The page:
Following agreement, NIH will release controversial HeLa cell genome


After reaching an agreement with the family of a woman whose cells have become incredibly important to science, the National Institutes of Health will begin granting controlled access to the cells’ genetic information.

Henrietta Lacks died in 1951 from cervical cancer, but lived on through the cells taken from her tumor without consent. Known as HeLa cells, they became the first human cells continuously replicated for research and today are the most widely used cells in existence.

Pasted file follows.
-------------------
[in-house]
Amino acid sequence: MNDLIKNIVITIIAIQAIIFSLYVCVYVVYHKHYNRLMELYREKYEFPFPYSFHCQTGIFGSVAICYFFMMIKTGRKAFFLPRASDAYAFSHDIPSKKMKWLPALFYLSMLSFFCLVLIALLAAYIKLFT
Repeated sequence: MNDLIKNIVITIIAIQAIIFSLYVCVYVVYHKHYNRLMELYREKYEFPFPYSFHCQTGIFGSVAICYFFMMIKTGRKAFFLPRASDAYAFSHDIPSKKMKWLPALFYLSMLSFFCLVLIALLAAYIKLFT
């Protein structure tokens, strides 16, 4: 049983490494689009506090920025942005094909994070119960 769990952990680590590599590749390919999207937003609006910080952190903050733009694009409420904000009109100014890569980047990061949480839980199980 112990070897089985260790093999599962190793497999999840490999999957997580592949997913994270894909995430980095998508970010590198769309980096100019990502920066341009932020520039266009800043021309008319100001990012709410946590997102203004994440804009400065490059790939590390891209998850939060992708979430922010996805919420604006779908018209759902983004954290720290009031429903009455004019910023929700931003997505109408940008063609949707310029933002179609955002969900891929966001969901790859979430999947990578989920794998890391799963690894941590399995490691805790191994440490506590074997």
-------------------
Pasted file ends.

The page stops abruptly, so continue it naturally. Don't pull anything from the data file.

The cells thrust the Lacks family into the public eye due to a scientific paper in 1971 (subscription required), a BBC documentary in 1997 and a bestselling book in 2010, all of which identified Lacks by name. The Lacks family and researchers began objecting to the scant credit given to Lacks for her contribution to science.

In March, German researchers published the HeLa genome and compared its DNA to healthy cells. There…

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